There were two great powers in the Mediterranean region of 264BC: the Romans on the Italian peninsula and Carthage, a North African maritime power settled by Phoenician travelers some 800 years earlier, in modern day Tunisia.
A dispute in Sicily that year led to war between the two powers, ending in Roman victory in 241BC and a vanquished Carthage being stripped of her Navy.
Hamilcar Barca was a great general of this, the first “Punic” war, the name deriving from the Latin word for Phoenician. Barca made his then 12-year-old son Hannibal swear undying hatred for the Romans.
At the age of 20, Hannibal Barca set out on what would become the second Punic war. It was late Spring, 218BC, when Hannibal left the Iberian outpost of “New Carthage”, now the Spanish city of Cartagena. Crossing into hostile Gaul (France) at the head of 38,000 infantry, 8,000 cavalry and 37 war elephants, Hannibal arrived at the Rhône River in September.
Hannibal’s crossing of the Alps that winter is one of the great feats of military history, costing almost half his force before entering Italy that December.
What followed was a series of crushing defeats for Rome. First at the Battle of Trebia, then Lake Trasimene, Hannibal’s army laid waste to the Italian peninsula.
There was almost no family in all of Rome that didn’t lose one or more members in the swath of destruction brought down by Hannibal and his Carthaginian army.
At this point, Rome took the extreme step of appointing one man, absolute dictator of the Roman Republic. His name was Quintus Fabius Maximus Verrucosus. Rather than joining the Carthaginians in pitched battle, Fabius sought to wear them down in a series of “hit & run” and “scorched earth” tactics.
Fabius was right. His tactics were a military success and bought the Republic time in which to rebuild its military, but they were a political flop. The Roman psyche would accept nothing short of pitched battle. In six months, Fabius “Cunctator” (“the Delayer”) was replaced by the co-consuls Gaius Terentius Varro, and Lucius Aemilius Paullus.
In the co-consul system, Varro would be supreme commander of the army on one day, and Paullus the next. Knowing full well how this system worked and wanting to draw the more aggressive Varro into pitched battle, Hannibal sprung his trap on a day when Varro was in command.
The Battle of Cannae, fought this day in 216 BC, is studied by historians and military tacticians to this day. A Roman army, estimated at 86,000 Roman and allied troops, was drawn in and enveloped by Hannibal’s far smaller force. Squeezed into a pocket so tightly they could barely raise their weapons, the Legions were attacked from all sides.
Unable to function as a disciplined unit, as many as 75,000 Romans were hacked to death, equivalent to the seating capacity of the New York Mets’ Citi Field and Harvard Stadium, combined.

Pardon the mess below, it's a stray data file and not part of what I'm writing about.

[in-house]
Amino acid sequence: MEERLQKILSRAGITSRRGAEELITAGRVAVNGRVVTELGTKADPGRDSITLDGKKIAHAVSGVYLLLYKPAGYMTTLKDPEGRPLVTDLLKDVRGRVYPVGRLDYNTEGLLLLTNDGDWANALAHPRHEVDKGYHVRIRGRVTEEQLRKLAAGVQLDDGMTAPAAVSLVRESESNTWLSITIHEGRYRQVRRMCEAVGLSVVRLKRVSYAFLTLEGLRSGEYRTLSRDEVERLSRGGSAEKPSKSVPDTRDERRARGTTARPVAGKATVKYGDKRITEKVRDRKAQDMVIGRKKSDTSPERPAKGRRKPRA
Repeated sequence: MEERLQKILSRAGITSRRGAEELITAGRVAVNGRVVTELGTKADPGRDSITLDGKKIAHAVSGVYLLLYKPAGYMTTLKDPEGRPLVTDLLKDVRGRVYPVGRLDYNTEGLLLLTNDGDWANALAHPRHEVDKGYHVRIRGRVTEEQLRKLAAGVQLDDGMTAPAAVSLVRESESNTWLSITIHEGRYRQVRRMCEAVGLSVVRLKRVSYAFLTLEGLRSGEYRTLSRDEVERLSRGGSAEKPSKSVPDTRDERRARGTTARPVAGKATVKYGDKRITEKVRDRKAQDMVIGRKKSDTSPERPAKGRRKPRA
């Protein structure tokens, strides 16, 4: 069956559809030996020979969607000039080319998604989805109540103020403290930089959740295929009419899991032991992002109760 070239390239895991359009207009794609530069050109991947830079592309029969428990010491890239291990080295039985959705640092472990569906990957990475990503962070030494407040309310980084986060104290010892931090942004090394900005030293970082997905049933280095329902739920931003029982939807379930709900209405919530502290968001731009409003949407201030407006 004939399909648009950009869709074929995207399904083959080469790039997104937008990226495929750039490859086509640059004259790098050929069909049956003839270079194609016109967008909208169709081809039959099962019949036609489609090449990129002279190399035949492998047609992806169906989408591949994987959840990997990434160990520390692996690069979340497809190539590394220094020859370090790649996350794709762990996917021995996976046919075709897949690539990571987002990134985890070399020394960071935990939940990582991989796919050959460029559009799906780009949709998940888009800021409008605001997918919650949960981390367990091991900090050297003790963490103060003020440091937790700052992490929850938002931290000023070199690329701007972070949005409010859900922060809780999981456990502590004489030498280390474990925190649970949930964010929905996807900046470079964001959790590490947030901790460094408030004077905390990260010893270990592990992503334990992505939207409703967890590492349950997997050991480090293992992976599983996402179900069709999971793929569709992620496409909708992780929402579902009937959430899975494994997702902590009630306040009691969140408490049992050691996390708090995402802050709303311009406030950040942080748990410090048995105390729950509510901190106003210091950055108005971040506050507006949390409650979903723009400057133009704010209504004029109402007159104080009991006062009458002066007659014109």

Another 10,000, were captured. Among the dead was a current Consul, the most powerful elected official in the Roman Republic as well as both consuls, from the previous year.
80 senators, nearly a third of the entire Roman Senate, were wiped out in single day.
There was now no military force left between Hannibal and Rome itself. Most powers would have admitted defeat, and sued for peace. Not Rome. Unable to defeat the Carthaginians in open battle, Rome returned to Fabian tactics, harassing the foe and wearing them down in an endless series of scorched earth and guerrilla tactics.
For 16 years, Hannibal remained undefeated on Italian soil while his political adversaries at home, never once sent him reinforcement. He was finally recalled to Carthage to defend his homeland against Roman attacks in North Africa and Spain. Hannibal was defeated by his own tactics at the Battle of Zama, the second Punic War ending in 201BC.
Carthage was a thoroughly defeated power as Hannibal grew into his old age, but some in Rome wouldn’t let it go. Misbehaving Italian children were threatened that Hannibal would come and get them if they weren’t good. Roman politician Marcus Porcius Cato, “Cato the Elder”, ended his every speech, “Carthago delenda est”, “Carthage must be destroyed“.
The third Punic War saw the Romans attack Carthage itself. After three years of siege, the city fell in 146BC. Thousands were slaughtered, as many as 70,000 sold into slavery. Though the salting of fields is probably a later embellishment to the story, the city was sacked, then burned to the ground. Utterly destroyed.
Hannibal himself had grown elderly by 181-183BC, fleeing from one town to the next to escape his Roman pursuers. Unwilling to be paraded through Rome in a cage, Hannibal committed suicide by poison sometime that same year. In a letter found after his death, Hannibal had written “Let us relieve the great anxiety of the Romans, who have found it too weighty a task, to wait for the death of a hated old man”.